When compared with the study of Kane et al. , in which metaphorical and abstract gestures were dominant for a tablet form factor, our results show that physical and abstract are prevailing for a mobile device. Those results suggest that the physicality of the device, which determine the way users interact with it (e.g., making gestures with the same hand that is holding the device), the tasks selected for the mobile context (e.g., answering the phone) and the user background (e.g., technological knowledge) influence the kind of gestures made by blind users. In particular, the physical nature of the gestures is prevalent for the following commands: previous (60 %), next (47 %), move object (67 %), cut (36 %), reject (47 %). Some users commented to be inspired by the interaction mechanisms of real world that make them to feel the interaction as more “natural”. In general abstract is the main gesture category and get the best percentages in commands such as ok (75 %), copy (64 %) and select (77 %). Many of the abstract gestures stem from participants experience with the other user interfaces. For example, regarding the ok command, 7 users performed a tap or a double tap because it is what they normally do in their mobile or desktop devices. Moreover most of the elicited gestures (203) are one-finger and multi-finger variations of tap or flick (an unidirectional movement of the finger). This is probably due to the fact that the VoiceOver interface, which participants have learnt to operate in the IT courses, uses mostly tap and flick gestures. Flicks vary on the number of fingers, from one to four. Taps vary on the number of fingers, one or two, and repetitions. In VoiceOver multi-finger gestures are mainly used for system control or are personalized gestures. This suggests the reason why testers demonstrated to be familiar with multi-finger gestures but to prefer mainly one-finger strokes.
Our study shows that blind people tent to use gestures that are different from common touch interfaces for sighted users but that are familiar to them. For instance, the 2-finger double-tap gesture is used frequently in the VoiceOver interface: its uses include answering and ending phone calls, starting and stopping music and video playback, etc. A preliminary advice for the designers of mobile accessible interaction is to consider the technological literacy of the users and exploit their familiarity with touch gestures.
Another outcome of the study is related to the reduced use of motion gestures. Causes are due to users lack of familiarity with motion gestures and because they were afraid to hit some objects moving the device. Conversely from other studies that focus on sighted users  and show that motion gestures are a significant for mobile devices, we found that motion gestures do not seem to be suitable for blind people: there is no general agreement in using a common gesture for a given command.
Together with touch gestures that can be easily recognized, participants provided other kinds of no traditional hand postures, consisting in covering portions of the screen, that are not detected by current mobile phones hardware and software. Such gestures were performed by three different users for four different commands. For instance, covering the bottom part of the screen was used to confirm a choice, as it recalls the paper’s position in which we usually sign an agreement, as depicted in Fig. 1(b). Another participant used the palm to cover the whole screen with the intent to trigger the quit command.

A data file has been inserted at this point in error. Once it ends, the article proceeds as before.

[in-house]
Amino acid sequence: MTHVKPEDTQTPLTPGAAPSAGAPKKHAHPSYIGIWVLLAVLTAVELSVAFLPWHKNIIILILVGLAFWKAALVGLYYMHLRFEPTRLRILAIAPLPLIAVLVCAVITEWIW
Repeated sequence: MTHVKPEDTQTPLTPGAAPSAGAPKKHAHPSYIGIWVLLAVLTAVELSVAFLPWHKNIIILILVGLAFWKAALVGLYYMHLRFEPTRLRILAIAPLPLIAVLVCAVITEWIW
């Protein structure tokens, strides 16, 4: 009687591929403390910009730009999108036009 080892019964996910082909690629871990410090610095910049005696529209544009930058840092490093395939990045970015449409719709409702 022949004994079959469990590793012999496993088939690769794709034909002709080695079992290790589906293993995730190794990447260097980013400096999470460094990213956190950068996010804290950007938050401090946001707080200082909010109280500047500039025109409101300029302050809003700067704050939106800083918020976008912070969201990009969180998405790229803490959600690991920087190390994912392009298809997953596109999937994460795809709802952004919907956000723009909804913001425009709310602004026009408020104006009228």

A considerable number of gestures was performed in specific screen locations that participants associated to a semantic interpretation. Performing gestures in the left side was interpreted as “go back” or “recover from an action”. For instance gestures on the left side were associated to commands like undo, previous, reject, close, quit and hang up. On the other hand, the right side was associated to opposite actions, such as next, accept, open, answer a call.
With respect to spatial awareness, Kane et al.  suggest to favor edges and corners of the screen because they can be used as physical landmarks that help blind people to locate spots in the surface. Our study reveals that this behavior largely depends on the experience of the users with mobile technology. We observed that users with less experience start by searching for the edges of the touch-screen and, when they are ready, they perform the gesture nearby it. Users with more years of experience with touch-screens generally start their gestures from the center of the device.
5 Conclusions and Future Work
We presented a preliminary elicitation study to understand preferences of blind people with respect to touch and motion gestures on mobile devices. First insights from our study can be summarized as follows: (1) our results highlight that gestures are influenced by the form factor and the users background, (2) the gesture rationale is prevalently abstract and physical, (3) users tend to assign a behavior to screen locations, (4) users prefer touch gestures rather than motion gestures. Our work provides new insights on how blind people use mobile technologies. However, given the open-ended nature of the study, further research is needed. Since the lack of prior knowledge and experience affects the users’ preferences, we consider that an in-depth study could reveal new interesting insights. We plan to modify the experiment requiring users to provide and then evaluate both a touch and a motion gesture for each command. This is to confirm whether motion gestures can be an effective input modality. The final aim is to reach an agreement on the mapping between gestures and commands and thus to define a robust and accessible gestures set for mobile phones.
This work is supported by the project CREAx grant funded by the Spanish Ministry of Economy and Competitivity (TIN2014-56534-R). We also thank the collaboration and the support of the ONCE organization of Madrid.